Muscle soreness two to three days after an intense workout or following strenuous physical activity is normal; however, sore muscles can also be an indication of vitamin D deficiency. This fat-soluble vitamin is processed through your skin via ultraviolet rays of the sun and present in a small selection of foods such as oily fish, dairy and fortified cereals, bread and orange juice. Vitamin D is essential for neuromuscular health, immune system function, mental health and emotional well-being.
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Muscle Weakness and Bone Pain
Vitamin D assists in the absorption of calcium, which is central to bone health and safeguarding against rickets in the young and osteoporosis in the elderly. Merck Manuals lists muscle soreness as a symptom of vitamin D deficiency, along with muscle weakness and bone pain, adding that these symptoms can occur at any age. Tetany, another symptom arising from vitamin D deficiency, is characterized by a succession of painful muscle cramps. These cramps are caused by intensified neuromuscular activity and can result from hypocalcemia, alkalosis or hypomagnesemia.
The Sun and Vitamin D
The sun is a primary source of vitamin D. Ultraviolet rays penetrate the epidermal layer of your skin to stimulate production of vitamin D, which is then stored in your liver and fat cells. You are more susceptible to vitamin D deficiencies if your skin has a high degree of melanin and you live further away from the equator. Skin with less melanin absorbs higher levels of ultraviolet rays, allowing a greater amount of vitamin D to be processed. Despite this fact, Caucasians are still more vulnerable to osteoporosis in comparison to people of African descent, according to the Office of Dietary Supplements.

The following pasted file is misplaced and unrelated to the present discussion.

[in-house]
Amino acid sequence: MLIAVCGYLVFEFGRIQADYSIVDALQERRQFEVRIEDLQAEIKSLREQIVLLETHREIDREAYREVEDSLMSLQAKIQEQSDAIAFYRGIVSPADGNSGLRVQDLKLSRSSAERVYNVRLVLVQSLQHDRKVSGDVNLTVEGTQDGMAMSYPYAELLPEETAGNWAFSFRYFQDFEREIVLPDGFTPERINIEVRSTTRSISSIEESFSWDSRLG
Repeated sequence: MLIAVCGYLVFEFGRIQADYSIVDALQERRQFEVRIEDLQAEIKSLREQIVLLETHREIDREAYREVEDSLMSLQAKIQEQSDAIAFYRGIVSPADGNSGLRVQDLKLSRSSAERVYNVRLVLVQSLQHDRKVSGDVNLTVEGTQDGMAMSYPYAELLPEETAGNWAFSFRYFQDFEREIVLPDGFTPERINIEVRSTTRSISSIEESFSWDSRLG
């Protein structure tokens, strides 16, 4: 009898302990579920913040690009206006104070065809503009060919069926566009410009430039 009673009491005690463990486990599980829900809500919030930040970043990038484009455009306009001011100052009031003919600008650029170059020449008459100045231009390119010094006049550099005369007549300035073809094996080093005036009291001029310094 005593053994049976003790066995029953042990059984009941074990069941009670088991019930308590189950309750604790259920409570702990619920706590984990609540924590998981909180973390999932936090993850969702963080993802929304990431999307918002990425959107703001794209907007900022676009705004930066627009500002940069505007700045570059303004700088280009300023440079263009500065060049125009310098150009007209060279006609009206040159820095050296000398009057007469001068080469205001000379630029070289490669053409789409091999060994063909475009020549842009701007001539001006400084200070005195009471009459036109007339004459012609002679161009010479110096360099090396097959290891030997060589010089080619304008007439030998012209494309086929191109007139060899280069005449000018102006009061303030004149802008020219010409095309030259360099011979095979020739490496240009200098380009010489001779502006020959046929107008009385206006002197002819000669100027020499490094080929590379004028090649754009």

Reduced Sun Exposure
Seasonal factors, the time of day and length of time spent in the sun determines the amount of vitamin D your body receives and synthesizes. Environmental pollution should also be considered, as it creates a barrier between yourself and the sun and reduces exposure to sunlight, which in turn has an effect on vitamin D levels. Lifestyle also has a direct impact on sunlight exposure and vitamin D levels. People who spend less time out in nature and more time inside the house, driving in cars, working in office blocks and buildings, or shopping in malls get less sunlight. Although sunscreens are recommended, especially for those with less melanin, a sun protection factor of eight or more will block out a considerable amount of ultraviolet rays, again reducing vitamin D synthesis and levels.
Vitamin D is present in a small number of foods such as oily fish like sardines, salmon, mackerel and dairy foods such as milk and eggs taken from chickens nourished with vitamin D. Vegetarians can get vitamin D through dairy, and vegans can get it through consuming enriched foods like bread, cereals and fortified soya milk. Vitamin D supplements can also boost your levels if you are not getting enough through your diet. The US Food and Drug Administration recommends 400 international units of vitamin D, based on a 2,000 caloric daily intake.